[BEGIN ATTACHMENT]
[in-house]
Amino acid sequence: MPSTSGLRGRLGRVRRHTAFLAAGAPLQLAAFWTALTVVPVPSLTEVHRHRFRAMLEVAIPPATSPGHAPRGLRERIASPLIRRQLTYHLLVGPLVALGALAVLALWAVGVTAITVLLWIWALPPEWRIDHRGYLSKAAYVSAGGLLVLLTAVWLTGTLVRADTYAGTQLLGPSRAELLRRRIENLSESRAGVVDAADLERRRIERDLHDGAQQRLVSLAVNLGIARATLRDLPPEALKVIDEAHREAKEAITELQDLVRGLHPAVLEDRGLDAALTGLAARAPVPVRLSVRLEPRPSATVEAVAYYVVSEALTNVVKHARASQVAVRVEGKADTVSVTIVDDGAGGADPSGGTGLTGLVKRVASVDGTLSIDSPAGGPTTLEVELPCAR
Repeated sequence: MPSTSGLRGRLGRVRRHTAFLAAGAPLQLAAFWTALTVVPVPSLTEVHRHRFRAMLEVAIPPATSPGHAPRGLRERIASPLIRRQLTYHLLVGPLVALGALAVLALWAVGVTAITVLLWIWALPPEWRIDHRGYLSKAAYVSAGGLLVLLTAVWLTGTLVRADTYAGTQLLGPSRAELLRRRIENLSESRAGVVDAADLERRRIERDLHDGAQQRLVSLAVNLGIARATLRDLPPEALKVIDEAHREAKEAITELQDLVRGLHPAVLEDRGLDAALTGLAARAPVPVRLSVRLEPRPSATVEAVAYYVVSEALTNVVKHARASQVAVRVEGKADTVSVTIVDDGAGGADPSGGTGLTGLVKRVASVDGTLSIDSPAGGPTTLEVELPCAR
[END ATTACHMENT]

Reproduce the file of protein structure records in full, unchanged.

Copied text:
[in-house]
Amino acid sequence: MPSTSGLRGRLGRVRRHTAFLAAGAPLQLAAFWTALTVVPVPSLTEVHRHRFRAMLEVAIPPATSPGHAPRGLRERIASPLIRRQLTYHLLVGPLVALGALAVLALWAVGVTAITVLLWIWALPPEWRIDHRGYLSKAAYVSAGGLLVLLTAVWLTGTLVRADTYAGTQLLGPSRAELLRRRIENLSESRAGVVDAADLERRRIERDLHDGAQQRLVSLAVNLGIARATLRDLPPEALKVIDEAHREAKEAITELQDLVRGLHPAVLEDRGLDAALTGLAARAPVPVRLSVRLEPRPSATVEAVAYYVVSEALTNVVKHARASQVAVRVEGKADTVSVTIVDDGAGGADPSGGTGLTGLVKRVASVDGTLSIDSPAGGPTTLEVELPCAR
Repeated sequence: MPSTSGLRGRLGRVRRHTAFLAAGAPLQLAAFWTALTVVPVPSLTEVHRHRFRAMLEVAIPPATSPGHAPRGLRERIASPLIRRQLTYHLLVGPLVALGALAVLALWAVGVTAITVLLWIWALPPEWRIDHRGYLSKAAYVSAGGLLVLLTAVWLTGTLVRADTYAGTQLLGPSRAELLRRRIENLSESRAGVVDAADLERRRIERDLHDGAQQRLVSLAVNLGIARATLRDLPPEALKVIDEAHREAKEAITELQDLVRGLHPAVLEDRGLDAALTGLAARAPVPVRLSVRLEPRPSATVEAVAYYVVSEALTNVVKHARASQVAVRVEGKADTVSVTIVDDGAGGADPSGGTGLTGLVKRVASVDGTLSIDSPAGGPTTLEVELPCAR